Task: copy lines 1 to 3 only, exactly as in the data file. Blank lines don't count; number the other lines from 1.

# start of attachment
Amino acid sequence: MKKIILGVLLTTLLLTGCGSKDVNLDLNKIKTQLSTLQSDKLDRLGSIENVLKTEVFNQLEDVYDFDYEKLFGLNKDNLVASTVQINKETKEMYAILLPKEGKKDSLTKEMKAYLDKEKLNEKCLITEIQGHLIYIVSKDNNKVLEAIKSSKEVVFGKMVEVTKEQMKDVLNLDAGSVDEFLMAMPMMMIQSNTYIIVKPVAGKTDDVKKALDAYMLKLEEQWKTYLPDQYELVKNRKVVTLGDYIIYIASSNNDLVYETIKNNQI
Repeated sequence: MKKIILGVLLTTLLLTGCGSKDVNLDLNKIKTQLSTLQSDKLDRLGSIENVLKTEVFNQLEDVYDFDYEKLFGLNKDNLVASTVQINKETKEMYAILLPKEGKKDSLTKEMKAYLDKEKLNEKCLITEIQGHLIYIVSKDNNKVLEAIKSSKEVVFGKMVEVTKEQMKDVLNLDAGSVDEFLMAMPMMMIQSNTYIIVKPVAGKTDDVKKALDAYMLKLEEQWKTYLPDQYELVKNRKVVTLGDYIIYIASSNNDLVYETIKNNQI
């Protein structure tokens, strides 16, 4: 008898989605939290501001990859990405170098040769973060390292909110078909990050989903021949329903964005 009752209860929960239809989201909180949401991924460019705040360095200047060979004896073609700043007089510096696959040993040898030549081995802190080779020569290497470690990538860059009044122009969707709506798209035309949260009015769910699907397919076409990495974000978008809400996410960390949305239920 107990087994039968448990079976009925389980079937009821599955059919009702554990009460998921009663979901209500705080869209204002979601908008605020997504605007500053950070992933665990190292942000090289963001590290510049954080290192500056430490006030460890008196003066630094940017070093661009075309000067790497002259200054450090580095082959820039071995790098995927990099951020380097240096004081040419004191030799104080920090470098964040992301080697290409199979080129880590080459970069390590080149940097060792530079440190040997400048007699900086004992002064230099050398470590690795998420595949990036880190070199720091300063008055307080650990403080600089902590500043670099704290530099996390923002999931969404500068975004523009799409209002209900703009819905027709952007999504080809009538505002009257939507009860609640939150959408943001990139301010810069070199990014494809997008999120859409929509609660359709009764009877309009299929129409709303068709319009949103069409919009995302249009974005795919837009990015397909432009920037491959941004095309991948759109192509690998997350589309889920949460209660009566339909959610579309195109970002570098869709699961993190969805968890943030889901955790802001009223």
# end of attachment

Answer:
Amino acid sequence: MKKIILGVLLTTLLLTGCGSKDVNLDLNKIKTQLSTLQSDKLDRLGSIENVLKTEVFNQLEDVYDFDYEKLFGLNKDNLVASTVQINKETKEMYAILLPKEGKKDSLTKEMKAYLDKEKLNEKCLITEIQGHLIYIVSKDNNKVLEAIKSSKEVVFGKMVEVTKEQMKDVLNLDAGSVDEFLMAMPMMMIQSNTYIIVKPVAGKTDDVKKALDAYMLKLEEQWKTYLPDQYELVKNRKVVTLGDYIIYIASSNNDLVYETIKNNQI
Repeated sequence: MKKIILGVLLTTLLLTGCGSKDVNLDLNKIKTQLSTLQSDKLDRLGSIENVLKTEVFNQLEDVYDFDYEKLFGLNKDNLVASTVQINKETKEMYAILLPKEGKKDSLTKEMKAYLDKEKLNEKCLITEIQGHLIYIVSKDNNKVLEAIKSSKEVVFGKMVEVTKEQMKDVLNLDAGSVDEFLMAMPMMMIQSNTYIIVKPVAGKTDDVKKALDAYMLKLEEQWKTYLPDQYELVKNRKVVTLGDYIIYIASSNNDLVYETIKNNQI
């Protein structure tokens, strides 16, 4: 008898989605939290501001990859990405170098040769973060390292909110078909990050989903021949329903964005 009752209860929960239809989201909180949401991924460019705040360095200047060979004896073609700043007089510096696959040993040898030549081995802190080779020569290497470690990538860059009044122009969707709506798209035309949260009015769910699907397919076409990495974000978008809400996410960390949305239920 107990087994039968448990079976009925389980079937009821599955059919009702554990009460998921009663979901209500705080869209204002979601908008605020997504605007500053950070992933665990190292942000090289963001590290510049954080290192500056430490006030460890008196003066630094940017070093661009075309000067790497002259200054450090580095082959820039071995790098995927990099951020380097240096004081040419004191030799104080920090470098964040992301080697290409199979080129880590080459970069390590080149940097060792530079440190040997400048007699900086004992002064230099050398470590690795998420595949990036880190070199720091300063008055307080650990403080600089902590500043670099704290530099996390923002999931969404500068975004523009799409209002209900703009819905027709952007999504080809009538505002009257939507009860609640939150959408943001990139301010810069070199990014494809997008999120859409929509609660359709009764009877309009299929129409709303068709319009949103069409919009995302249009974005795919837009990015397909432009920037491959941004095309991948759109192509690998997350589309889920949460209660009566339909959610579309195109970002570098869709699961993190969805968890943030889901955790802001009223």